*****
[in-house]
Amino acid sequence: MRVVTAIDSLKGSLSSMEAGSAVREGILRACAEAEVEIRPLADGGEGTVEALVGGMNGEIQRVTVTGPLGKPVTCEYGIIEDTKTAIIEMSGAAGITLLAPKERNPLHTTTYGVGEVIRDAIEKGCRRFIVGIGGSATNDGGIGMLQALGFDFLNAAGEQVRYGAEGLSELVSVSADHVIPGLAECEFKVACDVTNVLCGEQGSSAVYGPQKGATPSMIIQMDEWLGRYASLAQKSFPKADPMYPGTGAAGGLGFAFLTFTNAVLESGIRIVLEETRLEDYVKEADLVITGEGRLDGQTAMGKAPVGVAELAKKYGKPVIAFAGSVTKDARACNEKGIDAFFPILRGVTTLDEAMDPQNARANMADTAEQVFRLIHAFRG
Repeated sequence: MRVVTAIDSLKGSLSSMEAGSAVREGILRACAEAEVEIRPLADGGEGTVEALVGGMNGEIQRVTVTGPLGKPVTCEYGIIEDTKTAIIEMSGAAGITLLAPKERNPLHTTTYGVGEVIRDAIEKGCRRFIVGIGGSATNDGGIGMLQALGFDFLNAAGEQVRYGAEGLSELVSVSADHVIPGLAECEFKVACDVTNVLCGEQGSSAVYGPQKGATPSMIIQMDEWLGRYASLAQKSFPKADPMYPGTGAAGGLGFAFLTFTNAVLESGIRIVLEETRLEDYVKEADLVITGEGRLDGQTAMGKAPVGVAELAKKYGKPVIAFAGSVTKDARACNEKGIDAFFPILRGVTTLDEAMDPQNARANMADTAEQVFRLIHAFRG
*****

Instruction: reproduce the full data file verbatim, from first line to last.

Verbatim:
[in-house]
Amino acid sequence: MRVVTAIDSLKGSLSSMEAGSAVREGILRACAEAEVEIRPLADGGEGTVEALVGGMNGEIQRVTVTGPLGKPVTCEYGIIEDTKTAIIEMSGAAGITLLAPKERNPLHTTTYGVGEVIRDAIEKGCRRFIVGIGGSATNDGGIGMLQALGFDFLNAAGEQVRYGAEGLSELVSVSADHVIPGLAECEFKVACDVTNVLCGEQGSSAVYGPQKGATPSMIIQMDEWLGRYASLAQKSFPKADPMYPGTGAAGGLGFAFLTFTNAVLESGIRIVLEETRLEDYVKEADLVITGEGRLDGQTAMGKAPVGVAELAKKYGKPVIAFAGSVTKDARACNEKGIDAFFPILRGVTTLDEAMDPQNARANMADTAEQVFRLIHAFRG
Repeated sequence: MRVVTAIDSLKGSLSSMEAGSAVREGILRACAEAEVEIRPLADGGEGTVEALVGGMNGEIQRVTVTGPLGKPVTCEYGIIEDTKTAIIEMSGAAGITLLAPKERNPLHTTTYGVGEVIRDAIEKGCRRFIVGIGGSATNDGGIGMLQALGFDFLNAAGEQVRYGAEGLSELVSVSADHVIPGLAECEFKVACDVTNVLCGEQGSSAVYGPQKGATPSMIIQMDEWLGRYASLAQKSFPKADPMYPGTGAAGGLGFAFLTFTNAVLESGIRIVLEETRLEDYVKEADLVITGEGRLDGQTAMGKAPVGVAELAKKYGKPVIAFAGSVTKDARACNEKGIDAFFPILRGVTTLDEAMDPQNARANMADTAEQVFRLIHAFRG